The Pup & The Pianist – Chapter Eight

I speared fish while the aquatic lizards swam through the seaweed close by. The nameless French lad rested beneath the palm trees. I stopped spearing every so often to make sure he hadn’t moved. I did not want him to sneak up on me again. He barely spoke of the pain and discomfort that plagued him, but I could tell it was horrendous.

One of the seals swam close to me, barking. I couldn’t help but laugh at the sweet-faced animal.

“Oh, you want me to jump in, do you?”

She twirled about in the water, beckoning me with her black eyes.

“Another time.”

I brought the fish back over to our campsite and got a fire started. The French boy stirred in his sleep as our meal cooked. The roly-poly creatures barked as they played on the shore for most of the day. I wondered why he never asked me about them.

While the fish cooked, I studied my tanned, skinny limbs. Our steady diet of fish and coconuts would be enough to sustain us for a few months. I couldn’t bring myself to kill any of the seals, nor could I kill the gentle giant lizards. Perhaps one of the squawking birds with blue feet would do for a meal. There were so many of them.

The French boy woke up and we ate together in silence.

“We have yet to introduce ourselves,” he blurted. “My name is Dash.”

“I’m Max. My mates used to call me Pup.”

“Looks like you’re a rat now,” he said with a smirk.

“How old are you?” I asked.

“Sixteen. And you?”

“I’ll be fourteen in three months.”

One side of his mouth lifted. “So, you are thirteen.”

“Not for long.”

“You are a sailor, then? Not a midshipman?”

“I was too poor to afford a young gentleman’s title, but I was part of a great crew until….”

“The storm killed everyone except for us.”

I winced. “Yeah. Are you a midshipman?”

“I was, yes.”

I hugged my knees, allowing my mind to wander back to the days leading up to the fateful night. I recalled how frustrated with routine I had become. How I longed to be back aboard the HMS Wind, scrubbing floors and listening to the seamen’s tales every night.

“Perhaps if you were a midshipman, you would have killed me,” said Dash.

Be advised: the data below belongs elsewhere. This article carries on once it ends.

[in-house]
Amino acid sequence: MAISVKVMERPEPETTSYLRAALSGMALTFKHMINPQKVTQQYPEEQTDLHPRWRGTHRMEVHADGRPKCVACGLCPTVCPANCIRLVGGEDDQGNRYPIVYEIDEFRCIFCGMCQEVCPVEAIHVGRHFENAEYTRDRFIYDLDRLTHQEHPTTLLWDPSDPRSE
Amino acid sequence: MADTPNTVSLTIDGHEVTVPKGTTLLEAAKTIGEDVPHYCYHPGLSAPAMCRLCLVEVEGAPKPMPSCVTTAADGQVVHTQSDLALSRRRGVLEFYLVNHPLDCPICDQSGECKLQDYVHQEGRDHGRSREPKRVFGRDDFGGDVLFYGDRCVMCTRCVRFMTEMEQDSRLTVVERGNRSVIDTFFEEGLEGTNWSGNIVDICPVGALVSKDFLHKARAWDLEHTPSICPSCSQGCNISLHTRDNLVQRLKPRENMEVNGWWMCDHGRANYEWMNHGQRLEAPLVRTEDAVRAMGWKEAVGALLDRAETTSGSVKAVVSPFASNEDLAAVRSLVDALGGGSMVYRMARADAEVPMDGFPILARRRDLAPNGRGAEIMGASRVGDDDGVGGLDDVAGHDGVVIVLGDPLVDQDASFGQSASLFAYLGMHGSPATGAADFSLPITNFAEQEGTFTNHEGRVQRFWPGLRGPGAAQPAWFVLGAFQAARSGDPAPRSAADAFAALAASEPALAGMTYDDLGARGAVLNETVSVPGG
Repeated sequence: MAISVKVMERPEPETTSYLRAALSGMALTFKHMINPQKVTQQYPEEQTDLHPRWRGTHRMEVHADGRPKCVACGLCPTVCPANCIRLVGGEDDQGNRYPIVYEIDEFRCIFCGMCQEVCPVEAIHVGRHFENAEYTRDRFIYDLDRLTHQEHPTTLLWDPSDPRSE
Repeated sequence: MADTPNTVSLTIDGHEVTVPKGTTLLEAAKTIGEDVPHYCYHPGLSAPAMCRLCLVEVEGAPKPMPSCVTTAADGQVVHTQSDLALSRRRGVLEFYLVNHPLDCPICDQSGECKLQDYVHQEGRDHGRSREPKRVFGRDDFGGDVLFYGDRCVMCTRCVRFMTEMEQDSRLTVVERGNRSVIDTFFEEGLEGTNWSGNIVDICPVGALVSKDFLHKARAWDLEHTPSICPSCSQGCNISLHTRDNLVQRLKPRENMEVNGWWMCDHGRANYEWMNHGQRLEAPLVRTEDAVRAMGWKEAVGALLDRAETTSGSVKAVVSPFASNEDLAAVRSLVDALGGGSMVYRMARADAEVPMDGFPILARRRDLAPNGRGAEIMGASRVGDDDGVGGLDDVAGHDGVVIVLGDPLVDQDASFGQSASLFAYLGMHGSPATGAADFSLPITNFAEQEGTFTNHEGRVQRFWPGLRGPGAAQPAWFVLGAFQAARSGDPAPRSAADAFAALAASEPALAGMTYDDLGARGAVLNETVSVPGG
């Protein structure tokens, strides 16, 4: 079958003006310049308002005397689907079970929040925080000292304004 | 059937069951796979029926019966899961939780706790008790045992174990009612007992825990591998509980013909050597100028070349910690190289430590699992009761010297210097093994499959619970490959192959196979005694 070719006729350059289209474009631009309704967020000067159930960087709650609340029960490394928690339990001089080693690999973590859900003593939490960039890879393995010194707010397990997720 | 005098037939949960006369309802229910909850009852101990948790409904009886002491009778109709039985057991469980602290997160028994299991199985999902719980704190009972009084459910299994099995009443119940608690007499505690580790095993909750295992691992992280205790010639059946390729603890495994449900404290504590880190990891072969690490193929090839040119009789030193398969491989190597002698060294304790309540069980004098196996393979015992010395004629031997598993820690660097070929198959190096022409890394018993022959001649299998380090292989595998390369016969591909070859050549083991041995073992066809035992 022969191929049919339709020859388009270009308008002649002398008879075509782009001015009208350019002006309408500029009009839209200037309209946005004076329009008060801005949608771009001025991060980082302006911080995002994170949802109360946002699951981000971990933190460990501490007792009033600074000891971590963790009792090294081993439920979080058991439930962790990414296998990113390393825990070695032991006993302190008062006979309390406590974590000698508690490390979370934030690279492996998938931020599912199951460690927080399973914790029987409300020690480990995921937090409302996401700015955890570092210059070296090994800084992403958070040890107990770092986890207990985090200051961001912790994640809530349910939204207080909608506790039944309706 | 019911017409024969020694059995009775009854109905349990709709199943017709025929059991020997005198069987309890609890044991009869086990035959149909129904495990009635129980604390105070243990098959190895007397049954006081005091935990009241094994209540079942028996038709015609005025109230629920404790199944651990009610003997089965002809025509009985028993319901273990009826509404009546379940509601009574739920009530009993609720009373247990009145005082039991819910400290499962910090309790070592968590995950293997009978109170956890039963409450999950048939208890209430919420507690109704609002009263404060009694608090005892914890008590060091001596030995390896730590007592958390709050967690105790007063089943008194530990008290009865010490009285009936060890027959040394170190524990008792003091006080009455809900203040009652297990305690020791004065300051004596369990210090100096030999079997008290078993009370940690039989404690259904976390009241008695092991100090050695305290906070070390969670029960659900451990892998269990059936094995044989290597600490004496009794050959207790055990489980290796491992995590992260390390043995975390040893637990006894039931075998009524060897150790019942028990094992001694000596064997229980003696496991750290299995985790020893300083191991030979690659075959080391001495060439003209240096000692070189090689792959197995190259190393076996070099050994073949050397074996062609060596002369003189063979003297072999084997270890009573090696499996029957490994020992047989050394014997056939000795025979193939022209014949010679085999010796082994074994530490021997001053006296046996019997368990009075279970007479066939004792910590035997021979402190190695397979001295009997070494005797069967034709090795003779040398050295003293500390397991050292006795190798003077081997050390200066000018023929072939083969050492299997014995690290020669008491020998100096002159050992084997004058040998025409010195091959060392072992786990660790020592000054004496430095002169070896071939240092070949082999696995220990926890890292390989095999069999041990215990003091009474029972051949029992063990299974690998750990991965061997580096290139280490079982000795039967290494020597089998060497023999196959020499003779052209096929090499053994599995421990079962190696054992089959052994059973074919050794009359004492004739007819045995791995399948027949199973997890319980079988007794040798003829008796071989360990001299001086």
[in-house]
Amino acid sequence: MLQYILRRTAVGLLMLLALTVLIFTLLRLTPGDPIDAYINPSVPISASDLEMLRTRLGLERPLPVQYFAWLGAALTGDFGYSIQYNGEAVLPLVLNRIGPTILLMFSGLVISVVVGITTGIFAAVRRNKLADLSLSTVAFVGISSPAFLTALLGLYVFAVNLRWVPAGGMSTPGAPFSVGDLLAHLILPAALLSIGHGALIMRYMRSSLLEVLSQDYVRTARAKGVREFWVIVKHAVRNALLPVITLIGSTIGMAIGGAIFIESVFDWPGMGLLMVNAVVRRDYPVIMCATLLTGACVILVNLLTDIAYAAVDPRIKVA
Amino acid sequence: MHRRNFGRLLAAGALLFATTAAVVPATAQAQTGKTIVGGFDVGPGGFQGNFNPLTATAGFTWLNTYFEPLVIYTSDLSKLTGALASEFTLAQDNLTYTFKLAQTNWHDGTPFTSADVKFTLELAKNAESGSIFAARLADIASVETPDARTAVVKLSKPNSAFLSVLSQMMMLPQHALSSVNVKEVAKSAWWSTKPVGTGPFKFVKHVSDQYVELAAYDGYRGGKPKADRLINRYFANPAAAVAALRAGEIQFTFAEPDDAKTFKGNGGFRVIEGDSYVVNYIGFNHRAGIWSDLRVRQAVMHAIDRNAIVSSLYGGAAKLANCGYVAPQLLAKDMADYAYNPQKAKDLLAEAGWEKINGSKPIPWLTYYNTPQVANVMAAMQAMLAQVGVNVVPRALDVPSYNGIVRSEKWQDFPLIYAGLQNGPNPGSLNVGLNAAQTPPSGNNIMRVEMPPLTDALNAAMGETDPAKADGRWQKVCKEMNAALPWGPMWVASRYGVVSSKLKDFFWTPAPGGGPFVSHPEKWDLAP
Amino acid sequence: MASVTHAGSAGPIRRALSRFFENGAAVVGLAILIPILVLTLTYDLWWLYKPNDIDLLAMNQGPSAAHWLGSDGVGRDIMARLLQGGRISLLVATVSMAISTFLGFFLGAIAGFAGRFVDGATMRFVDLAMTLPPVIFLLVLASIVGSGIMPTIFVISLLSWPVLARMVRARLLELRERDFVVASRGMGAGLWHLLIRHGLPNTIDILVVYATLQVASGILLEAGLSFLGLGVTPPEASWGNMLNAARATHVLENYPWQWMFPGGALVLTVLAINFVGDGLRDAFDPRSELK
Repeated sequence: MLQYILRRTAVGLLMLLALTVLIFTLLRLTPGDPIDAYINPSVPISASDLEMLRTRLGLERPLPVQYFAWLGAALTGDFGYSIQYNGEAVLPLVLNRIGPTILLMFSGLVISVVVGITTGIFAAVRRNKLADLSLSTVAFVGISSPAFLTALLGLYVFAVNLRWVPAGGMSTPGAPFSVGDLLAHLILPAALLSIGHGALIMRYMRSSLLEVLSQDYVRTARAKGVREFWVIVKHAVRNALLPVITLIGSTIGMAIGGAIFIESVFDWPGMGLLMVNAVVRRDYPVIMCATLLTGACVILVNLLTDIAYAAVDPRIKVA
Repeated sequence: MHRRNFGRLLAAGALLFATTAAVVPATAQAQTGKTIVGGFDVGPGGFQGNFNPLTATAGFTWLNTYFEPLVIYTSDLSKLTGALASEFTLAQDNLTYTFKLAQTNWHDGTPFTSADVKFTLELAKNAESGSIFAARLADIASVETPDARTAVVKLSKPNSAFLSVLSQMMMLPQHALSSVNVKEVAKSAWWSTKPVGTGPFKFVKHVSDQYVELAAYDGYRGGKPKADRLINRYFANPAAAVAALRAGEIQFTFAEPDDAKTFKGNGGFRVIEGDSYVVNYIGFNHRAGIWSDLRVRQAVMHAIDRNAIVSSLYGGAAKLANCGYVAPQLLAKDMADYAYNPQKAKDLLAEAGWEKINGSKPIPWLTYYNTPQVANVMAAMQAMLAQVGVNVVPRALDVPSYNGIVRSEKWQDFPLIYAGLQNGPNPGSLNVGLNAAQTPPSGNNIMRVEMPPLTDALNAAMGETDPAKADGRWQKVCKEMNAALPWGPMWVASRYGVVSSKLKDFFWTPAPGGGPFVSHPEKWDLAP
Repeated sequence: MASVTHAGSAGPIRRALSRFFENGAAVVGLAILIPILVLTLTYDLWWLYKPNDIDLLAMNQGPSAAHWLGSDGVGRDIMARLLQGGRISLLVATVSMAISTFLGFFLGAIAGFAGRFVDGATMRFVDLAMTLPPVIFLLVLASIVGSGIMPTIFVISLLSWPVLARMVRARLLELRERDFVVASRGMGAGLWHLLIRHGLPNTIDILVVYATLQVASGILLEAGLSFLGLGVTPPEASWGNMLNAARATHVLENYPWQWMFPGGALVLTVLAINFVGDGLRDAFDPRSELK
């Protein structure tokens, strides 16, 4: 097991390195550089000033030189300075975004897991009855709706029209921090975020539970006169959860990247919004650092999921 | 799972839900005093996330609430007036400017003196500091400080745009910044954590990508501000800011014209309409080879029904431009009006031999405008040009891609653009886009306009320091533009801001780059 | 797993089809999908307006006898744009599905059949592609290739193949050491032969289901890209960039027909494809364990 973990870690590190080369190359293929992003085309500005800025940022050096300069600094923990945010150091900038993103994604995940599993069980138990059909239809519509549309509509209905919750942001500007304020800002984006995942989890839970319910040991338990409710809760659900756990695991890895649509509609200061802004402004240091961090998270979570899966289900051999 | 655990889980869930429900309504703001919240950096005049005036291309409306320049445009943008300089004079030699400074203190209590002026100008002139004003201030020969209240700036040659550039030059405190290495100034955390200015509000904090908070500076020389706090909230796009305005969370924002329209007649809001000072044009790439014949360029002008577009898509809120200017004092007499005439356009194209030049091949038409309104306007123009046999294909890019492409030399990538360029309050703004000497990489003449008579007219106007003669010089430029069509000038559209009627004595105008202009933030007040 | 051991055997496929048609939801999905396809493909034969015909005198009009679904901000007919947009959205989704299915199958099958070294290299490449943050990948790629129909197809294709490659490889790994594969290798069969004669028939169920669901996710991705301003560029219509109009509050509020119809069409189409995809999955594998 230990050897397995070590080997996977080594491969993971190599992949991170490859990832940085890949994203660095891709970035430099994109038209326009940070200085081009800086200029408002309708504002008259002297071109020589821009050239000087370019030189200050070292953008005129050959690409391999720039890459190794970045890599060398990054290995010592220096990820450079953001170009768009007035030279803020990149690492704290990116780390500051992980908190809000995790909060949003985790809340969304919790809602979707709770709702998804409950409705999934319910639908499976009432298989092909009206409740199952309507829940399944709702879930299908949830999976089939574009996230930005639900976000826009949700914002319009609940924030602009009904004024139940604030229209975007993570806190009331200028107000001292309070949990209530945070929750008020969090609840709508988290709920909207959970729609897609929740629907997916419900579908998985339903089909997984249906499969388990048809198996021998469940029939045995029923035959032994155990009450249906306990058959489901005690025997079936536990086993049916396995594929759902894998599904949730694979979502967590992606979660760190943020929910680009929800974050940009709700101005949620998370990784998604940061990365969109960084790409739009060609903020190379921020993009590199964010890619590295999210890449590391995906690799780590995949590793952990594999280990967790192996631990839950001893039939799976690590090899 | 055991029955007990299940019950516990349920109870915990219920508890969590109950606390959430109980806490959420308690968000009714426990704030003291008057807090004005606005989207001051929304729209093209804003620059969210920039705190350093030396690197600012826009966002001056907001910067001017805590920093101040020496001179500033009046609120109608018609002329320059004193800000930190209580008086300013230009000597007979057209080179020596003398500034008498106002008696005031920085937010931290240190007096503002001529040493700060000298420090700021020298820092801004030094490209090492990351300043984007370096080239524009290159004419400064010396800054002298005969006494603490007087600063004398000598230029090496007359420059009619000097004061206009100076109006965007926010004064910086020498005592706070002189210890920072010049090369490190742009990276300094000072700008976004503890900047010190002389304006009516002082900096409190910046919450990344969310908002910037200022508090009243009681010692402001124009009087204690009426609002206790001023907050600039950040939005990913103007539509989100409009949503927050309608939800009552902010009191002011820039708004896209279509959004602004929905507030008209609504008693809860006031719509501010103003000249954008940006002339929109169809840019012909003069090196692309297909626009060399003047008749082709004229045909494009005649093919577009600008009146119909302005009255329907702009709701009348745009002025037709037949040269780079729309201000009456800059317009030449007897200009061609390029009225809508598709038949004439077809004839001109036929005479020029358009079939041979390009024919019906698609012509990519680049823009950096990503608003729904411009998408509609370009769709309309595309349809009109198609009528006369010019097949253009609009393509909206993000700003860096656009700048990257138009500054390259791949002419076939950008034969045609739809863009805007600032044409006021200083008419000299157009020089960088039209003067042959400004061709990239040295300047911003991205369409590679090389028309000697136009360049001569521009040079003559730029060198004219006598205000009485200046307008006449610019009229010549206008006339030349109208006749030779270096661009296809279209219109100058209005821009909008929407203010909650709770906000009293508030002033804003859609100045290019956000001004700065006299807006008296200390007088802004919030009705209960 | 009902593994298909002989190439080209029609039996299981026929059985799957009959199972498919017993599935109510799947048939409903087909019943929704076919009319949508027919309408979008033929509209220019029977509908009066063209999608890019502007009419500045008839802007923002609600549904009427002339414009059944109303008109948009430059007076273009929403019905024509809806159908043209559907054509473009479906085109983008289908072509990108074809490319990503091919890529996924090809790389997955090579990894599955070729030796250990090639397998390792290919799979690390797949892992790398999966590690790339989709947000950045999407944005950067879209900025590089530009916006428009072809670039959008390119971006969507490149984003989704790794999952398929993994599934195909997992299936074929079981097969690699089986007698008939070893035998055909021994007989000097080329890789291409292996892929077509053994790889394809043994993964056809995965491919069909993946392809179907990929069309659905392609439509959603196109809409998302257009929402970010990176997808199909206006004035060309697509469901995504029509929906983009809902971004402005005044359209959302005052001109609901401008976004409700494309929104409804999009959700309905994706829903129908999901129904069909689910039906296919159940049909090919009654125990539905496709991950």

“No.”

Dash leaned forward with a shrewd grin. “Do you want to know a secret?”

I sat up straight. “Yes.”

“If I were in your place right now, I would have killed me.”

A chill ran down my arms, defying the hot sun beating down on us. His brutal honesty piqued my interest.

“Why did you tell me this?”

“I just prefer that we be honest with each other.”

“I prefer it, too.”

“You trust too easily. Such is the predicament of puppies.”

“I wasn’t the youngest sailor on board,” I shot back. “I’m not as gullible as you think.”

Dash suddenly broke into laughter, but winced quickly after. I wondered what made people laugh at me in that way.

“Are you in pain?” I asked.

“The wound feels tender tonight. Perhaps I should sleep.”

“I agree.”

He woke up before me the next day. As I sat up groggily, he was facing me. Though he didn’t have eyes, I could feel him staring at me. I could tell that he was trying to read me by using his other senses, and that made me uncomfortable.

“Were you a happy child before the war?” he asked suddenly.

“You know Englishmen. We’re jolly sorts.”

“Hm.”

“How about you?”

“I was good at everything I did. Music, athletics, academics, charming people. I had it all before the war. I sought to further my reputation by becoming a Lieutenant by the age of eighteen. My vanity became my downfall. Now, no one will want me like this.”